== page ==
As the Los Angeles Board of Education closes in on choosing a new leader, attention appears to be focused on two candidates: Deputy Supt. Michelle King, an L.A. Unified School District insider, and Kelvin Adams, a superintendent from St. Louis.
School board President Steve Zimmer said he expects a decision before the end of the month on a replacement for Ramon C. Cortines, whose retirement took effect Jan. 2. But many observers say action could come as soon as the board's Monday afternoon meeting.
The next superintendent will have to manage a political struggle over the future course of the nation's second-largest school system, along with ongoing budget pressures and declining enrollment. There's the added challenge of an outside plan to greatly expand the number of independently operated charter schools, whose growth, according to a recent analysis by an expert panel, could make it difficult for the district to sustain academic programs and services.
"It's a complex system," said Pedro Noguera, director of the Center for the Study of School Transformation at UCLA. "And a big part of the job of superintendent is political. Knowing how to navigate those waters is important."
King, 54, has been the L.A. school district's No. 2 administrator under the last two superintendents. She's also served as acting superintendent since Cortines retired from day-to-day management of L.A. Unified in mid-December. Throughout her career, King has been regarded as loyal, capable and low key, avoiding debates over policy and able to steer clear of political divisions inside and outside the school system.
Her history of staying in the background, however, has left her views and leadership skills something of a mystery even within the district, although she is respected and well liked.
In St. Louis, Adams, 59, took over a school system that had lost state accreditation. Through his efforts over seven years, it is on the verge of winning back Missouri's seal of approval. During his tenure, he's also had to deal with a high-poverty student population and declining enrollment, which has shown signs of a small reversal. Adams' contract is set to expire in June, along with the authority of the state-appointed governing body that hired him.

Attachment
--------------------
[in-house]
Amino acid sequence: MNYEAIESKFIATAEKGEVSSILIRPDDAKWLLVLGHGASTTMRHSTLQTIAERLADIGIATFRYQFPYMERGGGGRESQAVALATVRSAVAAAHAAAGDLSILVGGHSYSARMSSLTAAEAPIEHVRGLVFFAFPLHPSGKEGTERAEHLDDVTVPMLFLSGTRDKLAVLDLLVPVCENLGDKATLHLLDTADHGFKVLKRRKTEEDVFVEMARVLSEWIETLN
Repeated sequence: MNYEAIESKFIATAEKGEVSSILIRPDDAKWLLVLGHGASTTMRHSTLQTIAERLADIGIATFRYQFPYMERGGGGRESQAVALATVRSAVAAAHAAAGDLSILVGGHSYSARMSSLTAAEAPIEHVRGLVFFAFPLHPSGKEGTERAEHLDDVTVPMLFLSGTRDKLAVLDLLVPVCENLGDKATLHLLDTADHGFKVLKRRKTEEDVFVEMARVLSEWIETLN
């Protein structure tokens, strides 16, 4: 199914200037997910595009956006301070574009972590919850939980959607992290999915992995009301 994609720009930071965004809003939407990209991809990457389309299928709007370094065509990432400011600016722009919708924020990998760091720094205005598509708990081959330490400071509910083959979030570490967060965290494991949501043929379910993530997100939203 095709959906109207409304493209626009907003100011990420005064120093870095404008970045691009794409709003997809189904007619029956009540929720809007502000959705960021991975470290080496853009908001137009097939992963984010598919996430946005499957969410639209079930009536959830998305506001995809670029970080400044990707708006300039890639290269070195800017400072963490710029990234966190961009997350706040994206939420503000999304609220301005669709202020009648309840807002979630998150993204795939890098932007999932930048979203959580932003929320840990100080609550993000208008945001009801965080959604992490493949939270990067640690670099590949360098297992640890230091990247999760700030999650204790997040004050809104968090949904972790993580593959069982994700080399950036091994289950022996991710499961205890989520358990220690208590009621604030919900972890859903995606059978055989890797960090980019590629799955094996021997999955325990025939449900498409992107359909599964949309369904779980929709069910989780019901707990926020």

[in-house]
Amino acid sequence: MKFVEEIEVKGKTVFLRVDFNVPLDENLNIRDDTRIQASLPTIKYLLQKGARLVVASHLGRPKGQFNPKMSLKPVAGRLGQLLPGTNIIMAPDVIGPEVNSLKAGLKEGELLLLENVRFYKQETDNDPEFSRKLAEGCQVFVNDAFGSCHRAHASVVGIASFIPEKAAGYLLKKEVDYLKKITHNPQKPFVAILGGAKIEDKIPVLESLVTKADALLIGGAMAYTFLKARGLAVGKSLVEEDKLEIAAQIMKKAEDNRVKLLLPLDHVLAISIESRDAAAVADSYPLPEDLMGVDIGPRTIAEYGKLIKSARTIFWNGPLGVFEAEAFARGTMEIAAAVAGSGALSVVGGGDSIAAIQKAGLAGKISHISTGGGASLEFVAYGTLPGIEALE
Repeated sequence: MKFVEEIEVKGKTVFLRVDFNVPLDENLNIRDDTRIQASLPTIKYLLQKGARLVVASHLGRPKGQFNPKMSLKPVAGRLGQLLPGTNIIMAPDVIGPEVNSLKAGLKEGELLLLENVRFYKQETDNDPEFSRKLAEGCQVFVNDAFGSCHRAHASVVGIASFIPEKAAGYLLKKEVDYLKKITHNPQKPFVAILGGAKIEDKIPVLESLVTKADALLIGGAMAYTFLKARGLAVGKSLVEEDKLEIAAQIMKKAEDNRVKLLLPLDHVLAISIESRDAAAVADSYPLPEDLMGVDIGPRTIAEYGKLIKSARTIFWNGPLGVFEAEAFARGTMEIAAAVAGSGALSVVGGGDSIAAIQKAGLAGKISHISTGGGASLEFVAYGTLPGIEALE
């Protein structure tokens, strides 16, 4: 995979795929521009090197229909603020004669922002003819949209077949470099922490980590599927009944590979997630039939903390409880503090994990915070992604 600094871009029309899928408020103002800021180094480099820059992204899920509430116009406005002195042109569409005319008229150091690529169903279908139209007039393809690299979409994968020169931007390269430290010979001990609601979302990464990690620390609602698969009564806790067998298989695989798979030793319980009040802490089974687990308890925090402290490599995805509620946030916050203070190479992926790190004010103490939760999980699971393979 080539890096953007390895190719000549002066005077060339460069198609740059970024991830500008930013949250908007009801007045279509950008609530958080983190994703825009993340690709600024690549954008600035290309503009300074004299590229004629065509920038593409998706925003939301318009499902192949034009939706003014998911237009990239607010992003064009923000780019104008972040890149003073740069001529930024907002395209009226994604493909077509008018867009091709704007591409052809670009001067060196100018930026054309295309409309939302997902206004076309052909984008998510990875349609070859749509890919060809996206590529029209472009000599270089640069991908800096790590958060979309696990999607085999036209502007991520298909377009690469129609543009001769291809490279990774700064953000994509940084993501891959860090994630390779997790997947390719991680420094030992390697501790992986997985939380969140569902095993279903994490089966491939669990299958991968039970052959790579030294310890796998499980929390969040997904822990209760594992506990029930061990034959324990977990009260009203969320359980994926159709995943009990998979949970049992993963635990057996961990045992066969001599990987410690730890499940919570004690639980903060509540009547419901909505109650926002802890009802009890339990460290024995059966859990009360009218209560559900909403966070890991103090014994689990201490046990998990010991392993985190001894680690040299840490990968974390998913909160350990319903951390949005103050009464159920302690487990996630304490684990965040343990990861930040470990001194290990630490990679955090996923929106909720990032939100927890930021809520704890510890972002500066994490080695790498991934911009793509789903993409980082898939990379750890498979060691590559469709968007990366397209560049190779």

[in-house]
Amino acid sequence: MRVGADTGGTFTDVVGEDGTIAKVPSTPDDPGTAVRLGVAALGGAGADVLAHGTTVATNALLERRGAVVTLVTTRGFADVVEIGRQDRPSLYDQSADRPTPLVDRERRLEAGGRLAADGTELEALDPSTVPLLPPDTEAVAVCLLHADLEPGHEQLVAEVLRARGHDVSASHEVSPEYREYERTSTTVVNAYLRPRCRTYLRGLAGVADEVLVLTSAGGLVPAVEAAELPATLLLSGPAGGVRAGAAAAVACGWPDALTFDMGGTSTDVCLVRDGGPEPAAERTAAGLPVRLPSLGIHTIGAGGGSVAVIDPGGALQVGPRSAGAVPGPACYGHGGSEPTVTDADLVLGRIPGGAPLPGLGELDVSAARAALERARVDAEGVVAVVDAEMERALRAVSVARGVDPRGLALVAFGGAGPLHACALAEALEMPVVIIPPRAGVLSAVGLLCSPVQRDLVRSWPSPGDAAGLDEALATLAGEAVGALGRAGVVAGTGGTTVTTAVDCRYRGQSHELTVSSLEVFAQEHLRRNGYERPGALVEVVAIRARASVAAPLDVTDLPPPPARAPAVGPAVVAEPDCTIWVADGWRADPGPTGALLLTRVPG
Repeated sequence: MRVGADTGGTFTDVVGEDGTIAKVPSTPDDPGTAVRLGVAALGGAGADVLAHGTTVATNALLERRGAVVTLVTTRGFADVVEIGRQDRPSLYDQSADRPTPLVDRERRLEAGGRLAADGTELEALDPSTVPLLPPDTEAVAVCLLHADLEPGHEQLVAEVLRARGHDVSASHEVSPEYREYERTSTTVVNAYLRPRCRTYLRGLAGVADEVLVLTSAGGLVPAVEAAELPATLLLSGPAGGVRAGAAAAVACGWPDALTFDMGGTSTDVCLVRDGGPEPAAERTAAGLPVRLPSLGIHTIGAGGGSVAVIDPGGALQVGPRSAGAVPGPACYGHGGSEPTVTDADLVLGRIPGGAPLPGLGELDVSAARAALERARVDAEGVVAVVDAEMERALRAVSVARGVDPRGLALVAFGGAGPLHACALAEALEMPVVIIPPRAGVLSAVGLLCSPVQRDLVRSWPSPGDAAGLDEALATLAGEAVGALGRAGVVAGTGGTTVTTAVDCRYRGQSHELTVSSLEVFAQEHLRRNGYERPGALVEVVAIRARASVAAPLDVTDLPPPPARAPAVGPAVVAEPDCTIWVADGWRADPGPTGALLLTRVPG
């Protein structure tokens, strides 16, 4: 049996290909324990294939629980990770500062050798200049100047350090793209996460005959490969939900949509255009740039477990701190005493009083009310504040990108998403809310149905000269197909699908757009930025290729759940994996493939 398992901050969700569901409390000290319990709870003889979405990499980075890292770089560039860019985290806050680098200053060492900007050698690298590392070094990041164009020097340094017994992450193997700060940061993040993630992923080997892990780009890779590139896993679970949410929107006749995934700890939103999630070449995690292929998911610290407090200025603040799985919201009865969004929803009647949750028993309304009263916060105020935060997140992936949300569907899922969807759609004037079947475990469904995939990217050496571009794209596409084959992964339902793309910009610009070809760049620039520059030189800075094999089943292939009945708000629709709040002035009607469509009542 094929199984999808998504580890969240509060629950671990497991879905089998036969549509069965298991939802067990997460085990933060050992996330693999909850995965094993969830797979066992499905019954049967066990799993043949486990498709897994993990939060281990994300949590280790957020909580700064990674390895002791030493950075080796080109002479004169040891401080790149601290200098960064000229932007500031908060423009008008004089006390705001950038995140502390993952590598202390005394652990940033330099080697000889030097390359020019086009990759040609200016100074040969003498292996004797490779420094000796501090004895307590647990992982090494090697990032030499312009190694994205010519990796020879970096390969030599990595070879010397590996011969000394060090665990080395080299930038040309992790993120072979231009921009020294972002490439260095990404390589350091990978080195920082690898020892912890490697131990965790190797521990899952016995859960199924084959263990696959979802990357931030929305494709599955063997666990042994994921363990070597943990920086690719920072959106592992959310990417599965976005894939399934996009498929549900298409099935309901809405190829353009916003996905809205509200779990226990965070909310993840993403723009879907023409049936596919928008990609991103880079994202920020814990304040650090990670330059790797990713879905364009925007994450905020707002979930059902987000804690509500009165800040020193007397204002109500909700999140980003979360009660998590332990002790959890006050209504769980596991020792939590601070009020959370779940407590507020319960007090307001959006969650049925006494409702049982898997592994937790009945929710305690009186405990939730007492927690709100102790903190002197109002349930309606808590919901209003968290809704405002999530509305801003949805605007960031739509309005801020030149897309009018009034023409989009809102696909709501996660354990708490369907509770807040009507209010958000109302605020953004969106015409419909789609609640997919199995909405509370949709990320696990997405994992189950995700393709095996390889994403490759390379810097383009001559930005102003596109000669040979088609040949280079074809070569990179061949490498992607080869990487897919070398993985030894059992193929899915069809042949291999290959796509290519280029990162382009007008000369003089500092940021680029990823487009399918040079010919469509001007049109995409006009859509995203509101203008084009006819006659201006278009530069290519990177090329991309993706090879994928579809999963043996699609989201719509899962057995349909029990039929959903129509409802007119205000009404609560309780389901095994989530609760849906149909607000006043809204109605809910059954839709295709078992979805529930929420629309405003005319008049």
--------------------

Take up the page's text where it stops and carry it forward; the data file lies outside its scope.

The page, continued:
Although St. Louis is one of Missouri's largest school systems, its total kindergarten through high school enrollment is 24,000 students — less than 5% of L.A. Unified's 543,000. The L.A. district also oversees an additional 101,000 students in charter schools.
If chosen, King would be Los Angeles' first female superintendent since the 1920s and the first black woman to hold the job. Adams also is African American. Black students are a key constituency in Los Angeles because they are among those with the highest dropout rates and faring the worst in academics. But nearly 3 in 4 L.A. students are Latino, and some officials have leaned toward hiring a Latino. A top Latino contender, San Francisco Supt. Richard Carranza, withdrew from consideration last week.
Besides King and Adams, a third person, whose name has not emerged publicly, also is under consideration, according to sources close to the process who were not authorized to speak. King and Adams are considered favorites, but the third candidate could prevail as a compromise choice, especially if that pick would enable the board to make a unanimous selection.
L.A. Unified has conducted a confidential search, although the names of most under serious consideration have emerged over time.
Observers have disagreed over whether an inside or outside candidate would be more effective in pushing the district forward.
Some have argued for an insider who is familiar with L.A.'s geography and people, especially if such a person could bring stability to a district that has had eight superintendents over the last 20 years.
Others favor an outsider to begin repairing frayed relationships among warring interest groups. These factions include employee unions on one side and, on the other, a group of philanthropists and civic leaders who have funded the growth of mostly nonunion charter schools.
King was an obvious choice as acting superintendent and has experience that would assist her if chosen for the top job, said David Rattray, vice president for education and workforce development with the Los Angeles Area Chamber of Commerce.
"She understands the institution," Rattray said. "She is a good people person. She knows and understands the leadership team that's been built over the years. And she's been promoted by almost every superintendent over the last decade, which tells me that she is a very stabilizing force."
Adams, in turn, was praised by Michael W. Jones, a member of the Missouri Board of Education, in comments published last week by the St. Louis Post-Dispatch.
"L.A. could take the Rams and we keep Kelvin Adams, and we'd get a better end of the deal," said Jones, referring to discussion about the city's NFL team relocating to L.A. "It goes without saying that Kelvin Adams has been special in that job."
The L.A. school board began its search in August. Board members have cited Cortines, 83, as a model for the next leader, but it would be virtually impossible to replicate his experience: He has deep knowledge of L.A. Unified and experience heading other large districts, including the public schools in New York City.
Cortines took over in October 2014 from John Deasy, who resigned under pressure. Cortines had headed the L.A. school system twice before.
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